Browsing named entities in a specific section of Southern Historical Society Papers, Volume 35. (ed. Reverend J. William Jones). Search the whole document.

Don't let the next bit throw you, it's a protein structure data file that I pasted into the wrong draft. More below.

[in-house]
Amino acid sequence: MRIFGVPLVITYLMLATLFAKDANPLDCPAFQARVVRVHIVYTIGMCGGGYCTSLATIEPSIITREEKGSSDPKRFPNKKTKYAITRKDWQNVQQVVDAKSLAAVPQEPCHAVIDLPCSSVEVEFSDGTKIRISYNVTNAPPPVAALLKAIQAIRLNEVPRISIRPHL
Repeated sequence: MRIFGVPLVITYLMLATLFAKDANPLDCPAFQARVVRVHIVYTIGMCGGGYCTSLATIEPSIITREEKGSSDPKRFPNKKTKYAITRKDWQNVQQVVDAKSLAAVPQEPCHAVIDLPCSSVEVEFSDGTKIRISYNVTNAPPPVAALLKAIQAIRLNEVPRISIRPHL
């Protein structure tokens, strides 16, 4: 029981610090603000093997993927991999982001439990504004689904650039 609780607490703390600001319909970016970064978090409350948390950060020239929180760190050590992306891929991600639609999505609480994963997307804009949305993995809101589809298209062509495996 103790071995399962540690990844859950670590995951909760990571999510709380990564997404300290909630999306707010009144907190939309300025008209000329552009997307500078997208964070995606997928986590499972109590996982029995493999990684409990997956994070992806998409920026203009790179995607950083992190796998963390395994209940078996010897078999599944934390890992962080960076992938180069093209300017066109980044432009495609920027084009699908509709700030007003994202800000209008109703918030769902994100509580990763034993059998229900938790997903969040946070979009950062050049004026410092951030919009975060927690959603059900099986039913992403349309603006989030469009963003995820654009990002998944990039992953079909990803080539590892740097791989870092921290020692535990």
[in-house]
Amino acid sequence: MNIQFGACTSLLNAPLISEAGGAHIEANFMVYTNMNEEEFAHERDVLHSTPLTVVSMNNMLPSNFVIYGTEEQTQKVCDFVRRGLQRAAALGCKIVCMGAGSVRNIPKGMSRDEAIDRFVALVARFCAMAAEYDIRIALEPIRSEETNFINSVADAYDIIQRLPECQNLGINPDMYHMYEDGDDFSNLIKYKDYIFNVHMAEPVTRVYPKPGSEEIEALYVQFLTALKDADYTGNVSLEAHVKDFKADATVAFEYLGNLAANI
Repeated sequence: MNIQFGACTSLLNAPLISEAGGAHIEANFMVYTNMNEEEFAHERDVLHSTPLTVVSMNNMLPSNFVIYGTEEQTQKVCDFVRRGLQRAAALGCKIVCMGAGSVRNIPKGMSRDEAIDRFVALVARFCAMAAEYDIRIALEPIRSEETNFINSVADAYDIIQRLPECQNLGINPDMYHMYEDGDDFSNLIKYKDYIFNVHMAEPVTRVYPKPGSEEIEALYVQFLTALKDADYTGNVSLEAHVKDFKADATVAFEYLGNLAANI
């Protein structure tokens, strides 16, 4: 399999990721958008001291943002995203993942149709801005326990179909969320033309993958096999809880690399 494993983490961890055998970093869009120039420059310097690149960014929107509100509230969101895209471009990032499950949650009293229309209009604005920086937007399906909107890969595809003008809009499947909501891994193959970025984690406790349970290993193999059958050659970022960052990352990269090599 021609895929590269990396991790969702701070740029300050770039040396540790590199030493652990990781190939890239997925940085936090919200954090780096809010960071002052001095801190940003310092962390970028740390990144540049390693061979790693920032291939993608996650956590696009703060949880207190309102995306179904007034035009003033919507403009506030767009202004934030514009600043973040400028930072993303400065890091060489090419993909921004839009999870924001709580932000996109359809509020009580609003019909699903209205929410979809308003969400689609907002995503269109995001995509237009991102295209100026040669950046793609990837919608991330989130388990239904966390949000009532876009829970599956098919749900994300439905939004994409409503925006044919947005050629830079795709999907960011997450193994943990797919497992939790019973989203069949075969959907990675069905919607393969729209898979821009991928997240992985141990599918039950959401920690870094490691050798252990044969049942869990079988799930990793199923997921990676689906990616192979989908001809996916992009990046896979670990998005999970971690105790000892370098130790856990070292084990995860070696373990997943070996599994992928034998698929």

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Confederate Swearing I much regret that the truth of history compels me to admit that the gallant Captain did use an imprecation on the occasion referred to, but it served to show, I am afraid that under stress of circumstances the average Confederate could swear quite as hard as the army in Flanders. As I am informed the young lady who was a friend of the Captain's condoned the offence in consideration of his gallant conduct On that day. And may we not hope that when the oath flew up to the Chancery of Heaven, that as in my Uncle Toby's case, the recording angel dropped a tear upon the record and blotted it out forever. But to resume my personal narrative, Mr. Timothy Rives was among the captured. He drove up in his buggy after the fight was over, and was immediately taken prisoner. His buggy was used to carry off the body of a Federal, who I think was an officer. Mr. Rives was known as a man of strong Union sentiments, but was a non-combatant. He was known in ante-be